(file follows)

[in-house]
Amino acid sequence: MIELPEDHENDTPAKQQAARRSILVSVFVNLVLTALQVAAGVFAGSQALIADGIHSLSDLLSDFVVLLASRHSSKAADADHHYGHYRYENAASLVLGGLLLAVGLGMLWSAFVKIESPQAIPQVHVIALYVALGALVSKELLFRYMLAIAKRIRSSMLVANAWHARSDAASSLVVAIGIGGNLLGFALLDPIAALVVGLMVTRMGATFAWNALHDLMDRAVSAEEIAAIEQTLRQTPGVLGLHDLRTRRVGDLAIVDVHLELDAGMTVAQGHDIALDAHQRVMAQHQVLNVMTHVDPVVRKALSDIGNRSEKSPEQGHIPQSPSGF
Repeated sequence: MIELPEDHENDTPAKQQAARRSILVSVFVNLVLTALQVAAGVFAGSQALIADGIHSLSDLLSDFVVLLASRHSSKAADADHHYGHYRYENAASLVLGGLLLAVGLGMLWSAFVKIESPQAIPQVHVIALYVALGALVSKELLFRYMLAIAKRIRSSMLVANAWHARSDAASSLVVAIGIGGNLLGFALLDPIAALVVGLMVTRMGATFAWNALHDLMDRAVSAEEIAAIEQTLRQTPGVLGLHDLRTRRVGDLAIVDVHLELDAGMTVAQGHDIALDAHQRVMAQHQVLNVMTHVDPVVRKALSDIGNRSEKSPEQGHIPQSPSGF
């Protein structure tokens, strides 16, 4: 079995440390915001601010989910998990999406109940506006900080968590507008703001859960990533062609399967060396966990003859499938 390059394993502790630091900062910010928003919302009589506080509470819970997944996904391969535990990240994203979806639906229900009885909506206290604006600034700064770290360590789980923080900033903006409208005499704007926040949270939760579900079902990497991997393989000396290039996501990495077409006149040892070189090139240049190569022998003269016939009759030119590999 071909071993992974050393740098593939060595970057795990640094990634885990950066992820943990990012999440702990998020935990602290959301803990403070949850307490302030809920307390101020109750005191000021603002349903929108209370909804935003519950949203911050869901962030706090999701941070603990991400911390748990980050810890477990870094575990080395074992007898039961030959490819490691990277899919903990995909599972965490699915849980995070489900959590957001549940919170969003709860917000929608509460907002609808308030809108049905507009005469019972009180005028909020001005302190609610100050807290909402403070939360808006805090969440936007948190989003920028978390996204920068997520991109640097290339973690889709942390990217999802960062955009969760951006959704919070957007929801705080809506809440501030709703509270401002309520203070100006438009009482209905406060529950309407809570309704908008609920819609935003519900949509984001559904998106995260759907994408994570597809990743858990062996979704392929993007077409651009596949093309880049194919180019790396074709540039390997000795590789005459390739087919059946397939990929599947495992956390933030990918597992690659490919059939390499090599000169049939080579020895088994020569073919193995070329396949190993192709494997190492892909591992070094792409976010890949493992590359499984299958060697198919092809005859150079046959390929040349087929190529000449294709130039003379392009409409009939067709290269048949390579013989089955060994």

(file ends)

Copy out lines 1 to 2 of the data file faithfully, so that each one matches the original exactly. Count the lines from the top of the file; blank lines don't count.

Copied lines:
[in-house]
Amino acid sequence: MIELPEDHENDTPAKQQAARRSILVSVFVNLVLTALQVAAGVFAGSQALIADGIHSLSDLLSDFVVLLASRHSSKAADADHHYGHYRYENAASLVLGGLLLAVGLGMLWSAFVKIESPQAIPQVHVIALYVALGALVSKELLFRYMLAIAKRIRSSMLVANAWHARSDAASSLVVAIGIGGNLLGFALLDPIAALVVGLMVTRMGATFAWNALHDLMDRAVSAEEIAAIEQTLRQTPGVLGLHDLRTRRVGDLAIVDVHLELDAGMTVAQGHDIALDAHQRVMAQHQVLNVMTHVDPVVRKALSDIGNRSEKSPEQGHIPQSPSGF